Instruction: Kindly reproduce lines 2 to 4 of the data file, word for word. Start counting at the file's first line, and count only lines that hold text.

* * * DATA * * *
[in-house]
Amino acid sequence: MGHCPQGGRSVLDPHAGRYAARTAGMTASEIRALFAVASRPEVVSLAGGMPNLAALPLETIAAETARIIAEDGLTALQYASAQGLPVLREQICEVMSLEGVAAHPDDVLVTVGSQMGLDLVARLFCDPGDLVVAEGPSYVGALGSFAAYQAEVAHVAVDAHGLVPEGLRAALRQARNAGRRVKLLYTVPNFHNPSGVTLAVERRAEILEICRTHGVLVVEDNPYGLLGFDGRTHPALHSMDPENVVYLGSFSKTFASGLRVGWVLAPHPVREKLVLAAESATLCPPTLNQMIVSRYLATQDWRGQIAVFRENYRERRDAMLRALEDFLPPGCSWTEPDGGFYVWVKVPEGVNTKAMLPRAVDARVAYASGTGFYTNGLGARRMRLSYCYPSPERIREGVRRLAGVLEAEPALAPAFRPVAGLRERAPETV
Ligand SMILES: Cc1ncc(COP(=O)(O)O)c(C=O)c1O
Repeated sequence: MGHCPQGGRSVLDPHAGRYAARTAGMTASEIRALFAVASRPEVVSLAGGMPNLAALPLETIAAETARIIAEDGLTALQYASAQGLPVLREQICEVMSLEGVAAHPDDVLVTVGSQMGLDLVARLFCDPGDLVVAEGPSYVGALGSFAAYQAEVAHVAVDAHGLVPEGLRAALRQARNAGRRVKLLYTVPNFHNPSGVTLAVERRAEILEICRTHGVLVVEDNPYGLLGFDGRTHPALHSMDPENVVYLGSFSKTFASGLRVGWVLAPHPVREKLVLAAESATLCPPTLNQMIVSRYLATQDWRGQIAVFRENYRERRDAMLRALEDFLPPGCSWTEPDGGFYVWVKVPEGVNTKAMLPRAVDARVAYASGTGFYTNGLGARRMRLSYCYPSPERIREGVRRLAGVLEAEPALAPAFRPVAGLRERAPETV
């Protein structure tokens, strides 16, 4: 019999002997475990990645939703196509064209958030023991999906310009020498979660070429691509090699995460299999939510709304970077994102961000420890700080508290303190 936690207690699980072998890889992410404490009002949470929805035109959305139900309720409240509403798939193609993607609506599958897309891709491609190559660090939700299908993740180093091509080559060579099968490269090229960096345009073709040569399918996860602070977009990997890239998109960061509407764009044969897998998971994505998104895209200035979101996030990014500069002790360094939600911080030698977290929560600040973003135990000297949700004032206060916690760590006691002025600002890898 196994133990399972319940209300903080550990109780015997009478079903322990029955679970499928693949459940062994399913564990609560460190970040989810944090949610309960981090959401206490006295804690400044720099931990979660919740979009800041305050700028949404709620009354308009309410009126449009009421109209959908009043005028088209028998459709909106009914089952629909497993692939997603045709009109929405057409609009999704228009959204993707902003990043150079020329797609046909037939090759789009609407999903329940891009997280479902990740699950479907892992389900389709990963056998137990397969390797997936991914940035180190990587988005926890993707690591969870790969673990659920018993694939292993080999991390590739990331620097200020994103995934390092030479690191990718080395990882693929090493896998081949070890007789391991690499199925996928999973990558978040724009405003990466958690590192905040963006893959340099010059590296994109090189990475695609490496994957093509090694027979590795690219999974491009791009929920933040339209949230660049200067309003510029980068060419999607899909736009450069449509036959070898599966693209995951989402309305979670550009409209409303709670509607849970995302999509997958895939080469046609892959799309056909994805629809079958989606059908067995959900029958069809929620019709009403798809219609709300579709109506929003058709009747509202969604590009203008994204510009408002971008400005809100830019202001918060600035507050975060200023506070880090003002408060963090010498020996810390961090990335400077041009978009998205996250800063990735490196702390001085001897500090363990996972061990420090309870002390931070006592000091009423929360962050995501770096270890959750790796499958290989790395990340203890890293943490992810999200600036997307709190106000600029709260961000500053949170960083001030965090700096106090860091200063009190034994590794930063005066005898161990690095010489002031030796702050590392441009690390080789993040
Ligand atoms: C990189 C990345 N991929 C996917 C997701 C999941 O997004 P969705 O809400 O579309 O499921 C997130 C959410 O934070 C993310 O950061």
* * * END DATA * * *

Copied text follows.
Amino acid sequence: MGHCPQGGRSVLDPHAGRYAARTAGMTASEIRALFAVASRPEVVSLAGGMPNLAALPLETIAAETARIIAEDGLTALQYASAQGLPVLREQICEVMSLEGVAAHPDDVLVTVGSQMGLDLVARLFCDPGDLVVAEGPSYVGALGSFAAYQAEVAHVAVDAHGLVPEGLRAALRQARNAGRRVKLLYTVPNFHNPSGVTLAVERRAEILEICRTHGVLVVEDNPYGLLGFDGRTHPALHSMDPENVVYLGSFSKTFASGLRVGWVLAPHPVREKLVLAAESATLCPPTLNQMIVSRYLATQDWRGQIAVFRENYRERRDAMLRALEDFLPPGCSWTEPDGGFYVWVKVPEGVNTKAMLPRAVDARVAYASGTGFYTNGLGARRMRLSYCYPSPERIREGVRRLAGVLEAEPALAPAFRPVAGLRERAPETV
Ligand SMILES: Cc1ncc(COP(=O)(O)O)c(C=O)c1O
Repeated sequence: MGHCPQGGRSVLDPHAGRYAARTAGMTASEIRALFAVASRPEVVSLAGGMPNLAALPLETIAAETARIIAEDGLTALQYASAQGLPVLREQICEVMSLEGVAAHPDDVLVTVGSQMGLDLVARLFCDPGDLVVAEGPSYVGALGSFAAYQAEVAHVAVDAHGLVPEGLRAALRQARNAGRRVKLLYTVPNFHNPSGVTLAVERRAEILEICRTHGVLVVEDNPYGLLGFDGRTHPALHSMDPENVVYLGSFSKTFASGLRVGWVLAPHPVREKLVLAAESATLCPPTLNQMIVSRYLATQDWRGQIAVFRENYRERRDAMLRALEDFLPPGCSWTEPDGGFYVWVKVPEGVNTKAMLPRAVDARVAYASGTGFYTNGLGARRMRLSYCYPSPERIREGVRRLAGVLEAEPALAPAFRPVAGLRERAPETV